The film editor interacts with the director and producers in a way that very few on the call sheet have access to. Aside from the data wranglers, no other crew member has access to the entire unedited film. During the hiring process editors will most often be required to sign a nondisclosure agreement protecting the best interests of the film, meaning production details cannot be shared outside of work—even with family.
During edit sessions, the director or producer may post work inside the editing bay on Instagram. It is crucial to remember that you do not enjoy the same level of privilege and any photos might reveal a potential spoiler. If you do want to hype up a project on socials, do so by reposting something from a more senior production member, or sharing an official trailer once a project is announced. Otherwise, keep it under wraps.
Storage options for raw footage
Managing a feature film’s worth of unedited source footage can feel like a herculean task. For instance, a single camera feature filmed with a RED Komodo can easily produce more than 20 TB in media files. Adding a second camera doubles this count to 40 TB. The higher resolution sensor found on the DXL2 additionally adds to the data overhead. To contend with these increasing volumes of data, a variety of storage options are utilized in post, including:
Large volume arrays
Plain old hard drives still offer great value for the dollar, and now feature storage sizes up to 18TB per disk. While drives are vulnerable to failure, their low cost makes them suitable for large arrays that work in tandem. 100TB RAIDs can be purchased from SanDisk, OWC, and Promise Technology for around $5,000 USD; more than enough protected storage to save an entire film on a single volume with room to spare. These kinds of storage sizes were previously reserved for budgets nearing six figures.
Frame.IO is an increasingly exciting option. The developers have created lightweight proxy files that can be shared over a modest connection to allow the editorial team to be in continuous communication with production and offer them a chance to bypass daily workflows in the process. With a Frame.IO workflow, editors work on proxy files from a modest system, such as a laptop. This proxy workflow assumes that timelines will be relinked to the camera’s original media later.
Alternatively, Frame.IO camera connect also supports many high-resolution formats including ProResHQ, which on many projects can be used for acquisition, editorial, and finishing. Additional storage can be unlocked for a monthly price, though the overall cost adds up quickly depending on the video file sizes involved.
Blackmagic Cloud Store
Blackmagic has created an interesting hybrid product that combines the needs of professional post teams with the low cost of off-the-shelf computer components. M.2 blades are found in virtually every laptop produced over the past five years and offer fantastic performance and reliability. The Blackmagic Cloud Store uses the same M.2 storage blades. The result is lower prices and much faster performance when compared to traditional SSD workflows. While Blackmagic is new to the shared storage space, they may be the vendor to watch after such an impressive debut.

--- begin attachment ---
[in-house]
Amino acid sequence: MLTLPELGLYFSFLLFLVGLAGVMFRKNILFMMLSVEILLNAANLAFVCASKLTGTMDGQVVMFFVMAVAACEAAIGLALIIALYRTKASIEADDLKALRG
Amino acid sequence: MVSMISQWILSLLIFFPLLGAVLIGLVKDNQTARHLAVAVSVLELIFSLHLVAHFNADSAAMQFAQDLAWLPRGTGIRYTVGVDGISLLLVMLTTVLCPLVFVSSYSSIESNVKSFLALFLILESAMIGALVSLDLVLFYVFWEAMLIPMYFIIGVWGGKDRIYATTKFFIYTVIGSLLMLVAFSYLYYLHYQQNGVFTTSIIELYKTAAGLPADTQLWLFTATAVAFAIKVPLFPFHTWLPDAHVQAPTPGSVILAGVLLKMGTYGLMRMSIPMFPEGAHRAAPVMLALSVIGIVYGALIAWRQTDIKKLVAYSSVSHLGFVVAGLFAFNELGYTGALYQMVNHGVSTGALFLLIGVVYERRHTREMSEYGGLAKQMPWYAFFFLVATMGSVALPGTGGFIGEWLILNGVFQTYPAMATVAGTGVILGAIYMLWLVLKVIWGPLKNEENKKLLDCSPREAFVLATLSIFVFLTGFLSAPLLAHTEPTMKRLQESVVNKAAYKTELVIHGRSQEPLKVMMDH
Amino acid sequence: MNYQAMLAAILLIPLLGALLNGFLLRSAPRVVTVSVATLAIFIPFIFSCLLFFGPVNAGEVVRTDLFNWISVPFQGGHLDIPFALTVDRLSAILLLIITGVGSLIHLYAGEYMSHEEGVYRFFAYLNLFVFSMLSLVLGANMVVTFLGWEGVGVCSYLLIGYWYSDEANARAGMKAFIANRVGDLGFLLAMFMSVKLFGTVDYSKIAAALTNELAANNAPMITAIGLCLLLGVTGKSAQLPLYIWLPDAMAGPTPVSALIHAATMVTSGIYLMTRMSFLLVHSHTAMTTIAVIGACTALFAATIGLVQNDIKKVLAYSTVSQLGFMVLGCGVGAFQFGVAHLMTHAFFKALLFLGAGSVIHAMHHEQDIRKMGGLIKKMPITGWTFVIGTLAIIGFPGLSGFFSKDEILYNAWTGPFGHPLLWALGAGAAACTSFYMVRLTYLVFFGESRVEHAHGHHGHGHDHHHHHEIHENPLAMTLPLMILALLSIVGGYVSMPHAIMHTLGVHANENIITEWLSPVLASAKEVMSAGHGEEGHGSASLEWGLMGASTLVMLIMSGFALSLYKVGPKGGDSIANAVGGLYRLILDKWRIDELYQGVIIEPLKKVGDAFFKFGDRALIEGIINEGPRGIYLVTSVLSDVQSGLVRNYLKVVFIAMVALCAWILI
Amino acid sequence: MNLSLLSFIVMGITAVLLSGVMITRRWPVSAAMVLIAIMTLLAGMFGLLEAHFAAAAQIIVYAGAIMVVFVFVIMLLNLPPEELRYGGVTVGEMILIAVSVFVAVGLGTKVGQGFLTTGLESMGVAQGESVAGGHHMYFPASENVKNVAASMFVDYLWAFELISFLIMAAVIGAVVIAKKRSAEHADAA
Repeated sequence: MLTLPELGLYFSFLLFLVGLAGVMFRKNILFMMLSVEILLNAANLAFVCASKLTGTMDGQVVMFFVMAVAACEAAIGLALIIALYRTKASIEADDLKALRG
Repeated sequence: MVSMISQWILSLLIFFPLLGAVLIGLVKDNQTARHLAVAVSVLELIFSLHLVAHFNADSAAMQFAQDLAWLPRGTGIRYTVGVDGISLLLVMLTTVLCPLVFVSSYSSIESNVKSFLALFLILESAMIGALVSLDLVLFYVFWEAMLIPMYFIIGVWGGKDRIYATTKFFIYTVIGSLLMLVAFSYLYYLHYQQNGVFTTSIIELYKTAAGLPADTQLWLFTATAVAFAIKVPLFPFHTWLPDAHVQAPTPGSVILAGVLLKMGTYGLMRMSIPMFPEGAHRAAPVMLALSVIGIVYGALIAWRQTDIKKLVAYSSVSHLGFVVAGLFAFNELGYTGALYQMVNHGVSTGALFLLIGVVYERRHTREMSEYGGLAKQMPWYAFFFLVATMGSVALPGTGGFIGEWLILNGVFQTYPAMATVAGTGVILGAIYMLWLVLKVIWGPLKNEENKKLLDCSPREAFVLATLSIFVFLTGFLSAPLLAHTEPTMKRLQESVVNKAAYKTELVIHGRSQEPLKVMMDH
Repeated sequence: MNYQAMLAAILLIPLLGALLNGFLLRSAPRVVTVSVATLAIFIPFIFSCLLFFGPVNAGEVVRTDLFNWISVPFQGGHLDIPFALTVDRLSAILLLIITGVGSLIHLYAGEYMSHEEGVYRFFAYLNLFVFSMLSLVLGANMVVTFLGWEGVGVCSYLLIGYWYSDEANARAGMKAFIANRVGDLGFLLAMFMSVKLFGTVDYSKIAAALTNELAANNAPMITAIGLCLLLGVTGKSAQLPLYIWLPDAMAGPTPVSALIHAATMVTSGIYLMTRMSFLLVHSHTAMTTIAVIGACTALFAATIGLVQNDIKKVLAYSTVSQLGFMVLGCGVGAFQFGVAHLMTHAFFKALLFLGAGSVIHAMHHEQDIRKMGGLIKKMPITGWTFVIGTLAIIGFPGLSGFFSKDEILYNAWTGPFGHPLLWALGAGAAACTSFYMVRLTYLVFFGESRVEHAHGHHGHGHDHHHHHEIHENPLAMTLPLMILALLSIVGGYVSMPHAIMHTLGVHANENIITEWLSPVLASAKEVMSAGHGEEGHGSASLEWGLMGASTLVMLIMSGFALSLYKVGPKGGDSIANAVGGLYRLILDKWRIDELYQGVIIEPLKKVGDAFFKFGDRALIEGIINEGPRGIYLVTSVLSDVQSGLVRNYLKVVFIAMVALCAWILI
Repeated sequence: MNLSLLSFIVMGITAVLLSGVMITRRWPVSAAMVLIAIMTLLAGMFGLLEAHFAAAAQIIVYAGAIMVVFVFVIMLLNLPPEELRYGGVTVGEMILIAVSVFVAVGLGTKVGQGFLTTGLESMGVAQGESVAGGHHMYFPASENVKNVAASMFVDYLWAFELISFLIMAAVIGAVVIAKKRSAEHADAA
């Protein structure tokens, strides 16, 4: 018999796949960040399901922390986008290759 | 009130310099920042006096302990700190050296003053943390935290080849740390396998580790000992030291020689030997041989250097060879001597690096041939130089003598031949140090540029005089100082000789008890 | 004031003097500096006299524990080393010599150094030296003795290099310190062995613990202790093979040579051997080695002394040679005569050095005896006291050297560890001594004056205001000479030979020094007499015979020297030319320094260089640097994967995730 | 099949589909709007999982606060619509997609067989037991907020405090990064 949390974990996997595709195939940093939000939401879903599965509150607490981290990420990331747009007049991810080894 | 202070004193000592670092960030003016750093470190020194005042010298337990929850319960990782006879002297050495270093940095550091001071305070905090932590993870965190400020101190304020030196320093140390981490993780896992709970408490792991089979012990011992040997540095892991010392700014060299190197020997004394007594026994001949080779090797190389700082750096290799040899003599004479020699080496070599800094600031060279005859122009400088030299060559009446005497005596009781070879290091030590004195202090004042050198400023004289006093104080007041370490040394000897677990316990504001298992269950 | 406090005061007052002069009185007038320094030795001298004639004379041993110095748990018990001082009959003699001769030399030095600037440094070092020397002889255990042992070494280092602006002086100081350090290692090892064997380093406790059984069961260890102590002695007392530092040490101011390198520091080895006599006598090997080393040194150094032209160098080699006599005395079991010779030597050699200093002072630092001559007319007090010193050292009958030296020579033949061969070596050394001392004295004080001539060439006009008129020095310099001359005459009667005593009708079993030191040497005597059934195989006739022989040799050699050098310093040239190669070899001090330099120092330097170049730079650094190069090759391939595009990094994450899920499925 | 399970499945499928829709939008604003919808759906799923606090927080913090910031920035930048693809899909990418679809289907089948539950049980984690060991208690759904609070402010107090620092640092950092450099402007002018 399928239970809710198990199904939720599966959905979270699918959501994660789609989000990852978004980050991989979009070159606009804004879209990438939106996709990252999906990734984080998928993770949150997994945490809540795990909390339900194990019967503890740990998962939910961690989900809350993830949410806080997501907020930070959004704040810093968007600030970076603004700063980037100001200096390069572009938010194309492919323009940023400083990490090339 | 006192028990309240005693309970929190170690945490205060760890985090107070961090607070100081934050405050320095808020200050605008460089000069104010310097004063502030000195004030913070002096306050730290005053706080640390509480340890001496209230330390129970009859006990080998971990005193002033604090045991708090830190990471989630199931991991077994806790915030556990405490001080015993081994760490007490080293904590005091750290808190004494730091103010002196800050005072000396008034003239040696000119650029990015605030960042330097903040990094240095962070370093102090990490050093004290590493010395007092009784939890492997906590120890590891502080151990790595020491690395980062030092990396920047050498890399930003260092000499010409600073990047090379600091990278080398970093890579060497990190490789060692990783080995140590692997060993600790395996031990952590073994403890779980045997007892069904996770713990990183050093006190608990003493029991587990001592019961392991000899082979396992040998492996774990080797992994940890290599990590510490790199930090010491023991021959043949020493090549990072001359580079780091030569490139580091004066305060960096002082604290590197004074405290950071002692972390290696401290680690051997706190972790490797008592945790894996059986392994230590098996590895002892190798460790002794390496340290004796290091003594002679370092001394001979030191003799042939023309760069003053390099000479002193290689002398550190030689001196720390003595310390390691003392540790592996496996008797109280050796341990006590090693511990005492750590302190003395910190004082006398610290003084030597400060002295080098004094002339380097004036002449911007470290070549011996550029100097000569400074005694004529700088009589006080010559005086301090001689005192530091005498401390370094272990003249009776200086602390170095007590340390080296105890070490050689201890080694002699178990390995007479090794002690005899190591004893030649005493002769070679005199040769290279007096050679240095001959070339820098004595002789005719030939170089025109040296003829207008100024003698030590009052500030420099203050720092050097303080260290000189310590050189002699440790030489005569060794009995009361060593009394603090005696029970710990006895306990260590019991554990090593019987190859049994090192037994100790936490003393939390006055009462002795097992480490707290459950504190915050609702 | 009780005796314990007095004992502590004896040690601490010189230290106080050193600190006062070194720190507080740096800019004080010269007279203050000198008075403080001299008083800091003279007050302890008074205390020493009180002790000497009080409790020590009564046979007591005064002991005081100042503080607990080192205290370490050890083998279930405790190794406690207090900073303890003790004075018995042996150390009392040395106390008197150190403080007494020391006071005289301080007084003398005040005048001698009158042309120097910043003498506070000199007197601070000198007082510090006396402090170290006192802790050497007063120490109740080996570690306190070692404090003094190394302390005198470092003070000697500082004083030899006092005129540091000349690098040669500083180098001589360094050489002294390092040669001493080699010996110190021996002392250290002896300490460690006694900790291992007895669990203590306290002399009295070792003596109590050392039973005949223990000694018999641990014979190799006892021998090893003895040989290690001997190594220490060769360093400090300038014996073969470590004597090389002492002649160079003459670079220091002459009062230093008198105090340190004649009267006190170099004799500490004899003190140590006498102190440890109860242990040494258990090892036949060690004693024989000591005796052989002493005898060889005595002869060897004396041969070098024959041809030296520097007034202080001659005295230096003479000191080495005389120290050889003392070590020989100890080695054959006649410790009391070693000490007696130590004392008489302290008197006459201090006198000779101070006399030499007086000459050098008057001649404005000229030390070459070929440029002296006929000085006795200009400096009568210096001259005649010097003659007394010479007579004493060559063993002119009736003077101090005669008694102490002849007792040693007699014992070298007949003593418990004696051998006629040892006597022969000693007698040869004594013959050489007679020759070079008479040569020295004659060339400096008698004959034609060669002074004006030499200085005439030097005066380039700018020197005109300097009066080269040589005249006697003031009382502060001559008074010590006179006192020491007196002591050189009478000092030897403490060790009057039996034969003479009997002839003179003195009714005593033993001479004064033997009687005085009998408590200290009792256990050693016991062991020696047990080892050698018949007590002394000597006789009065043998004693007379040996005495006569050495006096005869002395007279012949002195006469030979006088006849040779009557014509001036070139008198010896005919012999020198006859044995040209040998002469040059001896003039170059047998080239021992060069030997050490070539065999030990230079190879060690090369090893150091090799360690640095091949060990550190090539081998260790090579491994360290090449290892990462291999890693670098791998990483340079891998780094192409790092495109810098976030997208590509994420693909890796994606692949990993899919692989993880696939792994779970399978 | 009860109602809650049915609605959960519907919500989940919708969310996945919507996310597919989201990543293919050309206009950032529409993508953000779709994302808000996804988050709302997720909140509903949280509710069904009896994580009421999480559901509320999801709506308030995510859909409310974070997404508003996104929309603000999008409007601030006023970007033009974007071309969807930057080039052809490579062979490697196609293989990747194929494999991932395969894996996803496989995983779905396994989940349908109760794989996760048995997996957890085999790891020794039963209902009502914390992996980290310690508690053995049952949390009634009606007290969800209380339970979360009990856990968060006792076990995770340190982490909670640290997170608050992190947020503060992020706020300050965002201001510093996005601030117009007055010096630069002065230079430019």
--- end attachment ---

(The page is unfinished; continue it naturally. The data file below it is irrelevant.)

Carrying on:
LucidLink is a cloud solution designed with video editors in mind. With LucidLink, a cloud server appears on the video edit’s system as if it were a hard drive. The video files are sent from the cloud down to the computer during playback by breaking up assets into manageable (and streamable) chunks. If any video lags during editing, merely waiting a few seconds often resolves the issue as the missing pieces are received and cached. Since high-resolution media can be used with LucidLink, no relinking is required to different versions of the media, and timelines can be rendered straight from the cloud.
Archiving; why store footage
A film goes on to have a life of its own long after the picture is locked and production winds down. On the indie side of the industry, a film can rarely break even on costs during its theatrical run. Online streaming and international sales are increasingly a requirement to see a return on investment.
Additional forms of distribution require post-production assets to meet the versioning needs of a sale including alternate cuts, versions without text, and handles surrounding commercial breaks. Having the completed film along with its source assets readily available can help generate more revenue long after the initial release.
Having camera raw versions of the final edit is a common requirement for films that are not currently finishing in HDR but may receive a new color correct on a future release. Similarly, a film mixed in 5.1 may be revisited with a proper Dolby Atmos mix.
That’s a wrap
While the thought of protecting an entire facility against data loss and security exploits seems intimidating, there are quite a few easy-to-implement tools such as MFA authentication and software drive encryption available to every professional film editor. While it may be tempting to cut costs by scaling back on storage and security, there is no greater loss than a compromised production unable to secure a proper (and unspoiled) release.